Duty times

Nov. 1, 1998

Duty Times

Do they apply to you?

By John Goglia

November 1998

John Goglia is a member of the National Transportation Safety Board (NTSB). He has been a technician for USAir for the past 30 years.

As I travel around visiting repair stations and airlines one question seems to get asked more than any other so I thought I would try to update everyone. The concerns that I hear involve FAR 121.377 maintenance and preventive maintenance personnel duty time limitations.

I don't know what could have caused so many mechanics to become so concerned but someone has clearly said something to get the juices flowing. FAR Part 121.377 states within the United States, each certificate holder [or person performing maintenance or preventive maintenance functions for it] shall relieve each person performing maintenance or preventive maintenance from duty for a period of at least 24 consecutive hours during any seven consecutive days, or the equivalent thereof within any one calendar month.

I believe the easiest way to proceed would be to examine the way it is written. First this is an air carrier or 121 rule. This rule only applies to persons who work on aircraft or components that are installed on aircraft that are operated in 121 air carried service. It is important to remember that if the component you are working on is to be installed on an air carrier aircraft then you are governed by 121.377. Those who only work in general aviation are not required to comply with this section.

Next comes the phrase "within the United States." I have been unable to find anyone who knows the history of this caveat. Does this mean that maintenance personnel who work outside the United States don't suffer the effects of fatigue so they do not require any rest periods?

I don't know why this is here but maybe some of the retired FAA folks who read this article can answer this. The next portion of this rule states "a person performing maintenance needs 24 hours off work in every seven days." This 24 hours must be consecutive. The final few words give everyone lots of room to comply with this rule and as some FAA inspectors have told me make this rule virtually unenforceable. The words "or the equivalent thereof within any one calendar month," has been interpreted to mean 4 periods of 24 hours each free from work.

This means you could work 24 consecutive days in a calendar month and then take 4 days off and comply with the provisions of this rule. There is an interpretation made in 1991 that provides some guidance on the intent of this rule. A repair station that works on marine and industrial engines, as well as aircraft engines, asked the FAA the following question: Must a person observe FAR 121.377 if performing similar work tasks on combinations of aircraft engines and marine and industrial engines? When working in some repair stations it could be a common occurrence to work on both aircraft components and industrial products during the course of the workday.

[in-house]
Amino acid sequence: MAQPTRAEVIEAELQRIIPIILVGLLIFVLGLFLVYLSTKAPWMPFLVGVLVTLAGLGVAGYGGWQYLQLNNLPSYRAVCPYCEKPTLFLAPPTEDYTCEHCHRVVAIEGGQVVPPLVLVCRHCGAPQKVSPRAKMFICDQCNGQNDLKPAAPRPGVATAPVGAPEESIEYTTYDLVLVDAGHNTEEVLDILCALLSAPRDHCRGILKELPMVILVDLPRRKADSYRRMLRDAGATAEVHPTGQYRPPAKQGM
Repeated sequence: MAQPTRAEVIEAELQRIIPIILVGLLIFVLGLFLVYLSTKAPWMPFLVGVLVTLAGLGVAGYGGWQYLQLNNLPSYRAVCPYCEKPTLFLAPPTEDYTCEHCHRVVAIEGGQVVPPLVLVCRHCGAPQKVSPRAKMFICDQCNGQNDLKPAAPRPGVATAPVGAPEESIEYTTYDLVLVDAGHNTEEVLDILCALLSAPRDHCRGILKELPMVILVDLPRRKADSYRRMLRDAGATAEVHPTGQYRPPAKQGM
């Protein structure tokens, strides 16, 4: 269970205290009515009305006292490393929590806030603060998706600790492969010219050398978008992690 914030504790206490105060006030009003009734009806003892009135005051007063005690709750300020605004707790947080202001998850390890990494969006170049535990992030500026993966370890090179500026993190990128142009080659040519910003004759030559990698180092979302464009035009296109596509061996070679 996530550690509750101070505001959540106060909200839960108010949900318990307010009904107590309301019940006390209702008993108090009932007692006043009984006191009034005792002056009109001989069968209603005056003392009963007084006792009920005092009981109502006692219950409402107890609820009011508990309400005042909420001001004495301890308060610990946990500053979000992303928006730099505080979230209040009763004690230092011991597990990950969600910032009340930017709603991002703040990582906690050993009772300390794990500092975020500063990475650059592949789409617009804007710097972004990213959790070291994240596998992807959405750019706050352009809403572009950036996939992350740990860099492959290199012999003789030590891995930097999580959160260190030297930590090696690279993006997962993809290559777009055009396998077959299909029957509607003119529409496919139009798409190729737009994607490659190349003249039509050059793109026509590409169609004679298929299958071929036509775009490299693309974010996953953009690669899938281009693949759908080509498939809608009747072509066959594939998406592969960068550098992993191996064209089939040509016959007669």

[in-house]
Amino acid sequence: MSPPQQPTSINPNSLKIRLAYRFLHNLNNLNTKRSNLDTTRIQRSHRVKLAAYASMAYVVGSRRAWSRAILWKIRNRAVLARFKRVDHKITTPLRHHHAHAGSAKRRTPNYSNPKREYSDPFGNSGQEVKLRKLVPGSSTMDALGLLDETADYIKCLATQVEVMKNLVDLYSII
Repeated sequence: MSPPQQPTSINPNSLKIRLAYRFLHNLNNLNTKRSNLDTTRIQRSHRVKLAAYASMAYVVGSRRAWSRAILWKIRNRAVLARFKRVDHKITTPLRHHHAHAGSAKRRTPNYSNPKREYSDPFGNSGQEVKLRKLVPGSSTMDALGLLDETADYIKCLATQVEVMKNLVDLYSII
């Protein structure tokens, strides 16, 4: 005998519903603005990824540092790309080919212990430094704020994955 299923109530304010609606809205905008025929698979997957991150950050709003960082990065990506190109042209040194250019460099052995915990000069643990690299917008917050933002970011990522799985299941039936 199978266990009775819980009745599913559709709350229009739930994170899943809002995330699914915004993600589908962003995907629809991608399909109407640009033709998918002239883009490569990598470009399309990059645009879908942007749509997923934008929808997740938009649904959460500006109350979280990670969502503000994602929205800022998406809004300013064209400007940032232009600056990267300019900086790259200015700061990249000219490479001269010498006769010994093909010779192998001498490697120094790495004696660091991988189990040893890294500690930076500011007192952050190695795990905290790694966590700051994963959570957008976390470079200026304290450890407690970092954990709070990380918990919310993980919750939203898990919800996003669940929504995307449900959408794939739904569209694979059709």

The FAA answer: Section 121.377 would apply. The applicability of FAR 121.377 is not eliminated by a person's performing a mix of work such as you describe. Such an interpretation would defeat the purpose of the regulation which is to insure that person's performing part 121 maintenance or preventive maintenance are provided relief from duty. This answer leaves unanswered a number of additional concerns such as who is responsible for keeping track of the duty time?

With so many employees working part time for the air carrier industry today, does the time spent on another job count in the total duty time and who is responsible for keeping track of this time? The FAA's answer indicating the "purpose of the regulation is to insure......relief from duty" would indicate that all work, regardless of type or location would be included in the duty time computations.

This would present some serious recordkeeping challenges. Some time ago I was involved in proposed enforcement action where a shop mechanic had worked some 35-plus consecutive days which were recorded by the employer and easily checked by the FAA. The proposed action wanted to make any components that this person returned to service unairworthy.

This action immediately got the attention of the most senior management. The FAA settled this without ever addressing the concerns they themselves raised. Given all the research that the FAA has conducted into pilot and air traffic controllers fatigue issues along with the work NASA is doing in these same area, we maintenance folks may not have to wait to long before we see activity from the FAA in this area.